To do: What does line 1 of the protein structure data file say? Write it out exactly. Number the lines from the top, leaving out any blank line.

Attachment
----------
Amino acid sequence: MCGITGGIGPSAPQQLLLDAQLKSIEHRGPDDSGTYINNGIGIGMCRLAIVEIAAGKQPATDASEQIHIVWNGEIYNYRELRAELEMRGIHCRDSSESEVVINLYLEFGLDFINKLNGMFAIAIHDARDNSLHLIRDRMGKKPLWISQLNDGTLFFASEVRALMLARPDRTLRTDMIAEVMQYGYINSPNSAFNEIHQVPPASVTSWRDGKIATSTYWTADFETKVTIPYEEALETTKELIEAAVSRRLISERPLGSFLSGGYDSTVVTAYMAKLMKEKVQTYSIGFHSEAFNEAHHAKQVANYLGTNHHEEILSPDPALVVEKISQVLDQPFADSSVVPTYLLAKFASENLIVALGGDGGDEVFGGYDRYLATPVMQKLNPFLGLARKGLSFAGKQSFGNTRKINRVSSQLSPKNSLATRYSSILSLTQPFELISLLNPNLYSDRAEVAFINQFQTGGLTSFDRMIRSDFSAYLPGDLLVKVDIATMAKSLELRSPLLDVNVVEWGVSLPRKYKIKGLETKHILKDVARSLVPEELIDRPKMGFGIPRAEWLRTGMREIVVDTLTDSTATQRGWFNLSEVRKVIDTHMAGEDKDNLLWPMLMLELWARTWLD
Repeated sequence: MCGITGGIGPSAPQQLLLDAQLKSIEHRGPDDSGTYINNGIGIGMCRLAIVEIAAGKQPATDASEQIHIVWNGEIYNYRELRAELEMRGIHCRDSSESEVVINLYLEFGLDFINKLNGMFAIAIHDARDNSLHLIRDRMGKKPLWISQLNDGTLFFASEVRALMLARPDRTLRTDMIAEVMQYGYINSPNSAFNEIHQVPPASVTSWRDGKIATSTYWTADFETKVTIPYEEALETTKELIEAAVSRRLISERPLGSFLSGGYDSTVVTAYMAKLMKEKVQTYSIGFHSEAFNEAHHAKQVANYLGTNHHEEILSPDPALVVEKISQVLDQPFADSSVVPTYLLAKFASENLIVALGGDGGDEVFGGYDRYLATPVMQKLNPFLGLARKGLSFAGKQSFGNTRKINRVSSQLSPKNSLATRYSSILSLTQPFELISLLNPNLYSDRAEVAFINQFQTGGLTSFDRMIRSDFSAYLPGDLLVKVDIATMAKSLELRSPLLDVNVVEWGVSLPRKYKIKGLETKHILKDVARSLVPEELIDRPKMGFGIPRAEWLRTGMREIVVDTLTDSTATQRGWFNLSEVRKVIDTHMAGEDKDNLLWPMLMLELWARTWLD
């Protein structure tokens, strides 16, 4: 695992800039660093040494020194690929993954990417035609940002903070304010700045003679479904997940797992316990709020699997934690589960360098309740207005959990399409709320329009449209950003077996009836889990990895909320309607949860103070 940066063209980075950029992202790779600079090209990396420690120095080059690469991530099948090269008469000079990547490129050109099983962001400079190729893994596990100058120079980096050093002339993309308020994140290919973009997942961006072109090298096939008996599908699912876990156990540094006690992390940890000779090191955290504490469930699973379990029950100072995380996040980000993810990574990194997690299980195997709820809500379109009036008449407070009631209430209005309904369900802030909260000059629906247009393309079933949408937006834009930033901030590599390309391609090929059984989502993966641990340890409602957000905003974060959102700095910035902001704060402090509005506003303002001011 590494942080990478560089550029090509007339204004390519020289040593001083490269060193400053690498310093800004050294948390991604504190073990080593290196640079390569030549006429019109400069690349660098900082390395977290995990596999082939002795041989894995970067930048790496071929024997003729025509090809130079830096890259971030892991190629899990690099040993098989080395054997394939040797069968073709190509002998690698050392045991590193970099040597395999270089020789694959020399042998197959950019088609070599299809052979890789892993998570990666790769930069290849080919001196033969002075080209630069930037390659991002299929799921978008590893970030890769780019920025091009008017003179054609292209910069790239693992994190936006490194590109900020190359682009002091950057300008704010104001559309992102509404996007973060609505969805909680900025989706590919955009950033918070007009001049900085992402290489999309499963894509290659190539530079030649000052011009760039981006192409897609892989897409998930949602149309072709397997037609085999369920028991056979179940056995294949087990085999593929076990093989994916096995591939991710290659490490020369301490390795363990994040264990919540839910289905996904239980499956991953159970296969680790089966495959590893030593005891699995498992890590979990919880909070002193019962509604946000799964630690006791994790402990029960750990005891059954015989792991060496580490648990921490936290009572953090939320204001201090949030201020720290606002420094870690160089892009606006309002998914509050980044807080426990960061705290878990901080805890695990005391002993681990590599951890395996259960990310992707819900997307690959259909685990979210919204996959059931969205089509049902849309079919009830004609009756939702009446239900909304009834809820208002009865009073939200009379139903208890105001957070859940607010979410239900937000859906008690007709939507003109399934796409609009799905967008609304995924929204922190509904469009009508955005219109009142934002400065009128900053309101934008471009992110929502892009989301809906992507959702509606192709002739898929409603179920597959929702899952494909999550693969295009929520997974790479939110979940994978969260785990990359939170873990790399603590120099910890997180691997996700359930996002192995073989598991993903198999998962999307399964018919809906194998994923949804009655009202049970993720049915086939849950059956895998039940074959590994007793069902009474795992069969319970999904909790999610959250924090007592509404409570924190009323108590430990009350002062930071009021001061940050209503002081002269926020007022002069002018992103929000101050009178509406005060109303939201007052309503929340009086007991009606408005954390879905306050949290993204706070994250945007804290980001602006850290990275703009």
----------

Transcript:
Amino acid sequence: MCGITGGIGPSAPQQLLLDAQLKSIEHRGPDDSGTYINNGIGIGMCRLAIVEIAAGKQPATDASEQIHIVWNGEIYNYRELRAELEMRGIHCRDSSESEVVINLYLEFGLDFINKLNGMFAIAIHDARDNSLHLIRDRMGKKPLWISQLNDGTLFFASEVRALMLARPDRTLRTDMIAEVMQYGYINSPNSAFNEIHQVPPASVTSWRDGKIATSTYWTADFETKVTIPYEEALETTKELIEAAVSRRLISERPLGSFLSGGYDSTVVTAYMAKLMKEKVQTYSIGFHSEAFNEAHHAKQVANYLGTNHHEEILSPDPALVVEKISQVLDQPFADSSVVPTYLLAKFASENLIVALGGDGGDEVFGGYDRYLATPVMQKLNPFLGLARKGLSFAGKQSFGNTRKINRVSSQLSPKNSLATRYSSILSLTQPFELISLLNPNLYSDRAEVAFINQFQTGGLTSFDRMIRSDFSAYLPGDLLVKVDIATMAKSLELRSPLLDVNVVEWGVSLPRKYKIKGLETKHILKDVARSLVPEELIDRPKMGFGIPRAEWLRTGMREIVVDTLTDSTATQRGWFNLSEVRKVIDTHMAGEDKDNLLWPMLMLELWARTWLD